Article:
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Introduction: the prevalence of autoimmune diseases is increased in patients with coeliac disease. Duration of gluten exposure seems to predispose adolescents with coeliac disease to autoimmune diseases. Aim: In a retrospective cohort study, we assessed the relationship between autoimmune disorders and actual gluten exposure in patients with coeliac disease. Patients and methods: the frequency of autoimmune disorders was evaluated in 64 patients (53 females, 11 males, mean age 29 years, range 16–63) with coeliac disease. The effect of age at the end of follow up, age at diagnosis of coeliac disease, actual gluten-exposure time, gender and diagnostic delay was assessed. Results: the prevalence of autoimmune diseases was 17%. Mean duration of gluten exposure was 26 and 25 years for patients with and without autoimmunity, respectively. Logistic regression showed that a longer mean follow up (P¼0.044) was related to the prevalence of autoimmune disorders while actual gluten exposure was not predictive. Conclusion: in this study, the prevalence of autoimmune diseases in patients with late coeliac disease diagnosis does not correlate with duration of gluten intake. Confirmatory prospective, multicentre studies of the effect of gluten-free diet are needed in adults.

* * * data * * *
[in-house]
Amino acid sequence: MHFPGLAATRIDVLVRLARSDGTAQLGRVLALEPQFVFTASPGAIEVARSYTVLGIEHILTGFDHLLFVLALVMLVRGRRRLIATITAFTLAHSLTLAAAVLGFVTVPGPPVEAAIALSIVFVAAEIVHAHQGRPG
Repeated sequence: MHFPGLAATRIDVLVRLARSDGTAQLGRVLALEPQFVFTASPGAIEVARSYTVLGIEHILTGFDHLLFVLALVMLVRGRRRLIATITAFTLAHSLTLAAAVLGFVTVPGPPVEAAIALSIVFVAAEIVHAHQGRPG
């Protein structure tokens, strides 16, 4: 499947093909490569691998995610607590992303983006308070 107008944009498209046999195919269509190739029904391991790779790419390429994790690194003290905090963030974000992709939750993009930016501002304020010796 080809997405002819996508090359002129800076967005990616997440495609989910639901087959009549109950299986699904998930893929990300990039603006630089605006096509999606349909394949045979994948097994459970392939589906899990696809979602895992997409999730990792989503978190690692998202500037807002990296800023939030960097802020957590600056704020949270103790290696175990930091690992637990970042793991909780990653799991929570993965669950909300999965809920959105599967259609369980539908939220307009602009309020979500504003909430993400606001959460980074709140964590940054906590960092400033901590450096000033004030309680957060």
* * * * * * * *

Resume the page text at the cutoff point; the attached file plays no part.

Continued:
Coeliac disease is a gluten-dependent disorder, triggered by ingestion of gluten and causing small-bowel mucosal inflammation, villous atrophy and crypt hyperplasia in genetically predisposed individuals. Its association with other autoimmune diseases has been well established in many studies. It has been suggested that prolonged exposure to gluten in coeliac disease may promote the development of other autoimmune diseases. Ventura et al.  were the first to propose that gluten load might be involved in the pathogenesis of autoimmune disease in coeliac disease. Thus, a gluten-free diet has been proposed to prevent the development of autoimmune disease in coeliac subjects. However, the protective effect of a gluten-free diet has been disputed. The aim of the study was to establish the frequency of autoimmune disease in coeliac subjects and to find out how these diseases develop in relation to gluten intake.